The Interactive Theater of Video Games: The Gamer as Playwright, Director, and Actor


In lieu of an abstract, the first paragraph of the essay follows:

In storytelling, films, and novels, the audience is traditionally an observer, and by necessity a passive observer. In these media artists can often be seen as telling rather than sharing stories. To be sure, the author provides space for a reader’s imaginative input, but you cannot change the words. Both the theater and, more recently, video games have been experimenting with, twisting, and turning on its head this traditional view of narrative. Unless you’re Roger Ebert and believe that video games cannot and will never be art, video game designers, writers, and directors are starting to blur the lines between interactive theater and games.1 In the recently released video game Gone Home, for example, the player is a young college student who returns home from Europe to find her parents missing and a note from her younger sister taped to the front door. Reviewing the game in The New York Times, Chris Suellentrop comments on the work’s “gripping fiction,” its closeness to “literary realism.” One of the designers, Steve Gaynor, influenced by the current hit Sleep No More, an interactive theater production to be examined later in this essay, observes that in Gone Home the “audience…occupies the same three-dimensional space as the fictional inhabitants” and that “inside that space, players, like theatergoers, can choose where to focus their attention.” Lucy Pebbles writing in The Observer speaks of the game as if it were a video equivalent to the audience’s experience with Sleep No More: “You piece together a sense of who everyone is and what happened through seemingly disconnected items and evidence hidden around the house. And those connections are intentionally weak. It allows the plot and conclusions to take place in the mind of the player and not in the action of the game.” For her, Gone Home “takes the gaming element away from the screen, and into your head,” making “room for the player/audience directly…because they are alive to flexibility of choice and narrative.”2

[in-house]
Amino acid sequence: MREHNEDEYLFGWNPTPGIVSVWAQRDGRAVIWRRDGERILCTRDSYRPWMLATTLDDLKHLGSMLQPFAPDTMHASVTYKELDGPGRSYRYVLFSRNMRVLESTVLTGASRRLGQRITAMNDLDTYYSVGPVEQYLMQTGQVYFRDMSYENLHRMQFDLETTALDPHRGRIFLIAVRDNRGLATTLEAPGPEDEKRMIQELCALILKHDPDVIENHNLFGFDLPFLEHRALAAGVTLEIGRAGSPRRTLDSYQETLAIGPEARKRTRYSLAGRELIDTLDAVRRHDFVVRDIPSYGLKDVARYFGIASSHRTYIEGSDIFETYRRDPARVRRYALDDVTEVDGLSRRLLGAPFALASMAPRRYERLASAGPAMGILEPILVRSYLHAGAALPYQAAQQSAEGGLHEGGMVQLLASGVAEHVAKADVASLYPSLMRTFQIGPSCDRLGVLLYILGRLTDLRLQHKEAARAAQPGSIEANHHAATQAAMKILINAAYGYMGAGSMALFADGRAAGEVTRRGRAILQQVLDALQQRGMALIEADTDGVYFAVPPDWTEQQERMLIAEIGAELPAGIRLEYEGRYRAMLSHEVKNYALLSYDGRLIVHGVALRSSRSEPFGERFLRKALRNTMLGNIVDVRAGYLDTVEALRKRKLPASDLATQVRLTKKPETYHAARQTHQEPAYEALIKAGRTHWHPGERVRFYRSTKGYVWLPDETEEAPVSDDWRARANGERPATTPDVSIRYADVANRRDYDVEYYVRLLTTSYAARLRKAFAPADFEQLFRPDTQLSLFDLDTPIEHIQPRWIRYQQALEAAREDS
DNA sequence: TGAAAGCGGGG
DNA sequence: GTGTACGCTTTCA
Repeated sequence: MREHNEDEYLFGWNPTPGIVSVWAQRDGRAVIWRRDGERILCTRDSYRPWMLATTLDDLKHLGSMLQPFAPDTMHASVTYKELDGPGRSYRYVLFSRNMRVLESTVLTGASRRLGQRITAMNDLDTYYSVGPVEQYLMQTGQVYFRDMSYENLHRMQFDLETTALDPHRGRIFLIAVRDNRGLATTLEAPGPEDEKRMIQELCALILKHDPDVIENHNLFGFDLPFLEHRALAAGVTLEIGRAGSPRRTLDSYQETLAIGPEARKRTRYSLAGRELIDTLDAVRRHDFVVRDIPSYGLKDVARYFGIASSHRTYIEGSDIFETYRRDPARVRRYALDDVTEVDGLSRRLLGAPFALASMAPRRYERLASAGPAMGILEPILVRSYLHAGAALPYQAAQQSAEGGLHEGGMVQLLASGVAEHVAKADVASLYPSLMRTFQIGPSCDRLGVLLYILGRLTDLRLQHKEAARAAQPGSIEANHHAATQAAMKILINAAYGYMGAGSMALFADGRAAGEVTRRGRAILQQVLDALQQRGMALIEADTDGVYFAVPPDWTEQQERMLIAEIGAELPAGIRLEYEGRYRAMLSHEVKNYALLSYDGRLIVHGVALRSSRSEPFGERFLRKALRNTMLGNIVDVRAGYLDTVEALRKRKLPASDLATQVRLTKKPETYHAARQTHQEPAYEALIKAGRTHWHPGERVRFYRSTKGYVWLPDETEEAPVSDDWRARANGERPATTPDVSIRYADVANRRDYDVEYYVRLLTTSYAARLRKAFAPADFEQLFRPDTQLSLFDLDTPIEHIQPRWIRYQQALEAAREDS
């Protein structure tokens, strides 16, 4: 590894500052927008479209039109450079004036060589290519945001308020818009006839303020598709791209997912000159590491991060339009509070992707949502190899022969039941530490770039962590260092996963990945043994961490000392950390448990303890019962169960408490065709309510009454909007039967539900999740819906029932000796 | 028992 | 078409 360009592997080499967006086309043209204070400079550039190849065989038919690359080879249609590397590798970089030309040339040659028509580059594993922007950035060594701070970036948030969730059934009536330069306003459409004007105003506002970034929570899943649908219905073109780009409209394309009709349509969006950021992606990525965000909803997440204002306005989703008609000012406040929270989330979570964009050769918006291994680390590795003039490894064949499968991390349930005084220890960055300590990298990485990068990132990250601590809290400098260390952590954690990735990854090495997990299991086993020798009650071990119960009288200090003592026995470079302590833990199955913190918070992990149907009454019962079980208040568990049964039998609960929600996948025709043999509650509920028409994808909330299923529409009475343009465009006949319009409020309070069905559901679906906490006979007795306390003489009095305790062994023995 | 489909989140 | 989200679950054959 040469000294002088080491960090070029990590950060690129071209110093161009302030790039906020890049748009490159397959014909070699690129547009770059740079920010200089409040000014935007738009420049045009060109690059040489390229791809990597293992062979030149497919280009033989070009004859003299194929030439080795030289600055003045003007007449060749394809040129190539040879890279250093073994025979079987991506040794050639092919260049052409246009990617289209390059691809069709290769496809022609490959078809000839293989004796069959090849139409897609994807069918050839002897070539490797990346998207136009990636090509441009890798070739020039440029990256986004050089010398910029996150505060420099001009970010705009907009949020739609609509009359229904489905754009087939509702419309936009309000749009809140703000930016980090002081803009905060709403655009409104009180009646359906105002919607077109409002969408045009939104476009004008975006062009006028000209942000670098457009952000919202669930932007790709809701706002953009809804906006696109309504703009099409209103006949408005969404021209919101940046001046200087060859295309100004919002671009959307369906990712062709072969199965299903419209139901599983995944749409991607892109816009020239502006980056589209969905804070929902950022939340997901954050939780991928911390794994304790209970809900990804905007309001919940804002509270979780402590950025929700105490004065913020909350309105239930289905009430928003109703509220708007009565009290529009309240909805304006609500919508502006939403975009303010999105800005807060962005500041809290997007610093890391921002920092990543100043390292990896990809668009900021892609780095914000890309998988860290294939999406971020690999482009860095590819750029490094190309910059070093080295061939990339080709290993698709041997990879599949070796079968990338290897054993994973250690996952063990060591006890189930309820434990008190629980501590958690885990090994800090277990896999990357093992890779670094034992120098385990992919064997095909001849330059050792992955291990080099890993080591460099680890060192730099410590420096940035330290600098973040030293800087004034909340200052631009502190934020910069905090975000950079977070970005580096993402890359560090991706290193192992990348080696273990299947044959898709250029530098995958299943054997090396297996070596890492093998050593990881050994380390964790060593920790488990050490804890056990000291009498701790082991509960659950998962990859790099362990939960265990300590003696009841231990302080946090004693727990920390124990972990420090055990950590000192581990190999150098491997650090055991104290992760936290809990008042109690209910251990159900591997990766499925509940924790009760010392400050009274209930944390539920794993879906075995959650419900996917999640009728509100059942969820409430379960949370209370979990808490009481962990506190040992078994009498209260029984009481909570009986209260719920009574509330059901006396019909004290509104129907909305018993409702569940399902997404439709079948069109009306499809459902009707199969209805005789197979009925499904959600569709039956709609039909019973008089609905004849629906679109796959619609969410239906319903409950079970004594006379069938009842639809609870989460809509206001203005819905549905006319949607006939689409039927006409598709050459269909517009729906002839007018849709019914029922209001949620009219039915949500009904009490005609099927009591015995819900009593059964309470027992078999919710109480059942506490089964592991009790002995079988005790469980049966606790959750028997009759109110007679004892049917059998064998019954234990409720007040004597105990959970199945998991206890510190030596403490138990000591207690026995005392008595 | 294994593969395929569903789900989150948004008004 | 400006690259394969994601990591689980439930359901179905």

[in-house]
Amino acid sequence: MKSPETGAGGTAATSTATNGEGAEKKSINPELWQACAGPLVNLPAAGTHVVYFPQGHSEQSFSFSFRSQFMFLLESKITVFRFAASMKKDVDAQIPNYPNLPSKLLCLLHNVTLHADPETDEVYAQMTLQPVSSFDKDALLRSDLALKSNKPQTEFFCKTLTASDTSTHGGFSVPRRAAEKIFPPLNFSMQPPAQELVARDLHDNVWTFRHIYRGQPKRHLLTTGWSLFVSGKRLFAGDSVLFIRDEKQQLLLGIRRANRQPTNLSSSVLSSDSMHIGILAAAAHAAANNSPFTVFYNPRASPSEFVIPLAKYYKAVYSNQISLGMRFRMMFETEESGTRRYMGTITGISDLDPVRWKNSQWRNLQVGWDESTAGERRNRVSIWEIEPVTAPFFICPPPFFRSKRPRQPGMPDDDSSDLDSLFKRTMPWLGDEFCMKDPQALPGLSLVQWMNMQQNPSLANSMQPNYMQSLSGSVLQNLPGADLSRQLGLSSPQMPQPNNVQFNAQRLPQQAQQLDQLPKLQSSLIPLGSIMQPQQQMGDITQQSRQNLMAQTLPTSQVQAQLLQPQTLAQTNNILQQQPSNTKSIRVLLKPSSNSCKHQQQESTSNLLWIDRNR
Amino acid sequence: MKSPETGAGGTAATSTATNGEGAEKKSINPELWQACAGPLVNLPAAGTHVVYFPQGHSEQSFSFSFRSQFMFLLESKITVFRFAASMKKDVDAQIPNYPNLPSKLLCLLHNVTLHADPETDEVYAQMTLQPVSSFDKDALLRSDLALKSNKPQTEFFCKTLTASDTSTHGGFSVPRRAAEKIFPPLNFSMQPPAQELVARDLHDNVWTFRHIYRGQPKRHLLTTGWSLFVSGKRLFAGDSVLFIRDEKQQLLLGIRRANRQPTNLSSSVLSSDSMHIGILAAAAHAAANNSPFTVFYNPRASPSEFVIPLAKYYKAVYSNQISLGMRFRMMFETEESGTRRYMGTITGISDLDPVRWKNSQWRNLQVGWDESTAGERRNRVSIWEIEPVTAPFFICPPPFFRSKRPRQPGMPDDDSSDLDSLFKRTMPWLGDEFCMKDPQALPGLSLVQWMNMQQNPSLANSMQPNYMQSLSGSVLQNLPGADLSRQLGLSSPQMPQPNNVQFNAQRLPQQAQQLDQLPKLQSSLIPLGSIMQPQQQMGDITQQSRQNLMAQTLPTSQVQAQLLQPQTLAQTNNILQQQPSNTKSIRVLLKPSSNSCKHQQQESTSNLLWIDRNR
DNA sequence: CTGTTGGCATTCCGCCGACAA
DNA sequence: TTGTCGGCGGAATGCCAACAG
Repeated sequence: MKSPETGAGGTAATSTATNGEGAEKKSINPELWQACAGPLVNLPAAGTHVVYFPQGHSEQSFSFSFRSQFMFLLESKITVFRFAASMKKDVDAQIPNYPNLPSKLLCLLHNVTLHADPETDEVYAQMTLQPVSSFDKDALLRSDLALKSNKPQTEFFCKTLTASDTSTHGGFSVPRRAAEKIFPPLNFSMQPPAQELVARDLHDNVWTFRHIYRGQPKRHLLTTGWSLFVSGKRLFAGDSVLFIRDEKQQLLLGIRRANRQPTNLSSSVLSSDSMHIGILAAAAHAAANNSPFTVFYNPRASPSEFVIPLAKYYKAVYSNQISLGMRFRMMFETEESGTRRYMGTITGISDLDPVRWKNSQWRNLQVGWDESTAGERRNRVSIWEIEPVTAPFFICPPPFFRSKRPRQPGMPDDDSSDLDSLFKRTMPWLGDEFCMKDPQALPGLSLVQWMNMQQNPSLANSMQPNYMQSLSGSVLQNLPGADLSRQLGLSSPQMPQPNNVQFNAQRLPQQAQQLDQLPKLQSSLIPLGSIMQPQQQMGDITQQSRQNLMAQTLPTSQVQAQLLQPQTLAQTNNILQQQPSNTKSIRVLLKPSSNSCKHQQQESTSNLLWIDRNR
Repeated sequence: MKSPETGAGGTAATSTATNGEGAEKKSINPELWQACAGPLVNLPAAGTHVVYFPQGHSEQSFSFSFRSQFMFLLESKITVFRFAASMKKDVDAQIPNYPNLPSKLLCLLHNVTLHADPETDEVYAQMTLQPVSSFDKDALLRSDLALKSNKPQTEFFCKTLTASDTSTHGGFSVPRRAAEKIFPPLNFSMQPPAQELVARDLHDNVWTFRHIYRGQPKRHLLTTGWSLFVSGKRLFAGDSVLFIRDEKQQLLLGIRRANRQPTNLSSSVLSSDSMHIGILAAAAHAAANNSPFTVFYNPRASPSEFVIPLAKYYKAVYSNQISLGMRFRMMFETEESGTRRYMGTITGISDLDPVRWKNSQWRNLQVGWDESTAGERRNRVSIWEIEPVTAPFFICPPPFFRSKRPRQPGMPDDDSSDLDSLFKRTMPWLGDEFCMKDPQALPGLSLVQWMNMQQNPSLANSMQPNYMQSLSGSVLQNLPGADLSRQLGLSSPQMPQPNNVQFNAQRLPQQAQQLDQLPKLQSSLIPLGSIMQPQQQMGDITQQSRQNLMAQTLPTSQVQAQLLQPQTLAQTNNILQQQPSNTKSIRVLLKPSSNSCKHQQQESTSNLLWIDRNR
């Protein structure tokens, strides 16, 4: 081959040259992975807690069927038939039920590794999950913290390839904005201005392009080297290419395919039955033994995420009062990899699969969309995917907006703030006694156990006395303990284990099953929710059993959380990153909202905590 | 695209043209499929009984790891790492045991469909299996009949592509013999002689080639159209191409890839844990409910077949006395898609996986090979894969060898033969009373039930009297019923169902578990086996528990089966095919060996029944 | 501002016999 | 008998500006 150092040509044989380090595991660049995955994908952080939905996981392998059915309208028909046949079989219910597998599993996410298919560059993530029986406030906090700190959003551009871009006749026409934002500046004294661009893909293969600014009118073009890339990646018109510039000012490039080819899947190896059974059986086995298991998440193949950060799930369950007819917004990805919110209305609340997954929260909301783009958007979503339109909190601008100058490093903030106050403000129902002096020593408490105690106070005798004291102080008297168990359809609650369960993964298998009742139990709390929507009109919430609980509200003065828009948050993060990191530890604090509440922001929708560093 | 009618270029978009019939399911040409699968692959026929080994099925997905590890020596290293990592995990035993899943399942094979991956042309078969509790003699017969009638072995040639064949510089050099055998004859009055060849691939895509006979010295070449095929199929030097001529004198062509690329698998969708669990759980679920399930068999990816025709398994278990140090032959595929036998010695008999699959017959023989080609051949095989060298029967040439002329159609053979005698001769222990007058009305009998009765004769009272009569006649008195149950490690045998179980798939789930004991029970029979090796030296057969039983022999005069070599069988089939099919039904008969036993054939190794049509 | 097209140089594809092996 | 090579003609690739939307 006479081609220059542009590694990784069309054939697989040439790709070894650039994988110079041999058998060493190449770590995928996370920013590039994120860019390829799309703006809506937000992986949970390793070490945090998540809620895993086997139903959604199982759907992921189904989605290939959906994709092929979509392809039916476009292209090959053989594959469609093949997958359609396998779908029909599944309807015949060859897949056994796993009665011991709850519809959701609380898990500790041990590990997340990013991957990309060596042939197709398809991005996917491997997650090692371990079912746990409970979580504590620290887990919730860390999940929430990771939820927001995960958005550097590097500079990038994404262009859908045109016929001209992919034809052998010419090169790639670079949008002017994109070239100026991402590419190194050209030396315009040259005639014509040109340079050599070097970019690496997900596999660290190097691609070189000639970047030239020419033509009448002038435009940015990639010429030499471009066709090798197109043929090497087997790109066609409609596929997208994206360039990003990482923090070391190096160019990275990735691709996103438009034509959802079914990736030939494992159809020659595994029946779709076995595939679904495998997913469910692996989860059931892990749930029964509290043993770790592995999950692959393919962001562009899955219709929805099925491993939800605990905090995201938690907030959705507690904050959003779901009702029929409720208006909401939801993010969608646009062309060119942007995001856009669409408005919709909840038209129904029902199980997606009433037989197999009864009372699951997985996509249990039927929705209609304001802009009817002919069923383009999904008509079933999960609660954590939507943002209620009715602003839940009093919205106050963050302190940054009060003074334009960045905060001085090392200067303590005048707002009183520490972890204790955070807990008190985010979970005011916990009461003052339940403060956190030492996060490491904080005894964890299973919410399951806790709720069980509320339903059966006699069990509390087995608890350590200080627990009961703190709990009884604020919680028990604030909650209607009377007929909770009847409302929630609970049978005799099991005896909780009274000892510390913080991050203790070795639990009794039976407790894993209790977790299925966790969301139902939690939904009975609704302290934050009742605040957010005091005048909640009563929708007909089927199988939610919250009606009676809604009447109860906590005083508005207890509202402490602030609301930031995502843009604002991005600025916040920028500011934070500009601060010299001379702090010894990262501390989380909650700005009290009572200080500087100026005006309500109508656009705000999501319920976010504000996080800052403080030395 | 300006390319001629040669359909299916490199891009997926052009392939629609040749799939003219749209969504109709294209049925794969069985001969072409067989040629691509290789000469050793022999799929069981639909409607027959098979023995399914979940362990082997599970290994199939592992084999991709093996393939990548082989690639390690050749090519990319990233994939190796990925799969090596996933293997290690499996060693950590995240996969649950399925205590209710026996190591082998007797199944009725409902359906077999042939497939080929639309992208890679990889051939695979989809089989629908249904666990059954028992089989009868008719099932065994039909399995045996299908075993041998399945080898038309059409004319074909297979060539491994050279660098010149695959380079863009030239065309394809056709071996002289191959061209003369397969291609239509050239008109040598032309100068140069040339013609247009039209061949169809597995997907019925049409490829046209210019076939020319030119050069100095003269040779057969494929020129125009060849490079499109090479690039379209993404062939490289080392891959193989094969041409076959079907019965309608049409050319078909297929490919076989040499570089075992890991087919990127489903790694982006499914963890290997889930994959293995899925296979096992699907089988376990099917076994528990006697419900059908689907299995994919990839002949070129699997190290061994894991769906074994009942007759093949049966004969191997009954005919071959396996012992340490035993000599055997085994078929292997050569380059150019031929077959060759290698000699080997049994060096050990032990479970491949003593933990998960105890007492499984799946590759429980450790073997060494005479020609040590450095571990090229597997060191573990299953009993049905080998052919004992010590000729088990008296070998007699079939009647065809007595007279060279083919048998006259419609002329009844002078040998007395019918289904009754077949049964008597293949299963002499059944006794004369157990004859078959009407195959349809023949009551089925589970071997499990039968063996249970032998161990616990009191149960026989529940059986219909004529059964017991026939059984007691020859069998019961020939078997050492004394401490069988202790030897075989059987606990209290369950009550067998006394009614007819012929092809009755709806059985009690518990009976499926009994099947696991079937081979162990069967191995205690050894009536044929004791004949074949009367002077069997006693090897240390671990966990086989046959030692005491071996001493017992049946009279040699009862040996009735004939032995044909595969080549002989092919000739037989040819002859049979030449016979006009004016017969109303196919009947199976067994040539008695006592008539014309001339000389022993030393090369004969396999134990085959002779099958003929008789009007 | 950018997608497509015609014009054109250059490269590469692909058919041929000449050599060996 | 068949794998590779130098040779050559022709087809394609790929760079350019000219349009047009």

1 Roger Ebert, “Video Games Can Never Be Art,” Chicago Sun Times, April 16, 2010, http://blogs.suntimes.com/ebert/2010/04/video_games_can_never_be_art.html. But see also Henry Jenkins, “Eight Myths about Video Games Debunked,” The Video Game Revolution, accessed July 31, 2012, www.pbs.org/kcts/videogamerevolution/impact/myths.html; and Andy Field, “Videogames Can Take Theatre to the Next Level,” Theatreblog (blog), The Guardian, March 10, 2009, http://www.theguardian.com/stage/theatreblog/2009/mar/10/video-games-theatre.

2 Chris Suellentrop, “In Gone Home, A Family Mystery Unfolds,” New York Times, August 18, 2012, http://www.nytimes.com/2013/08/19/arts/video-games/in-gone-home-a-family-mystery-unfolds.html?_r=2&; Lucy Prebble, “Gone Home: A Mysterious Journey Where Action Plays Second Fiddle to Emotion,” The Observer, September 14, 2013, http://www.theguardian.com/technology/2013/sep/15/lucy-prebble-games-gone-home. See also Suellentrop’s “Why Bioshock Infinite’s Creator Won’t Settle For Success,” Wired, accessed December 28, 2012, http://www.wired.com/gamelife/2012/12/ff_bioshock/all/.

Comparative Drama is carried by JSTOR and Project MUSE.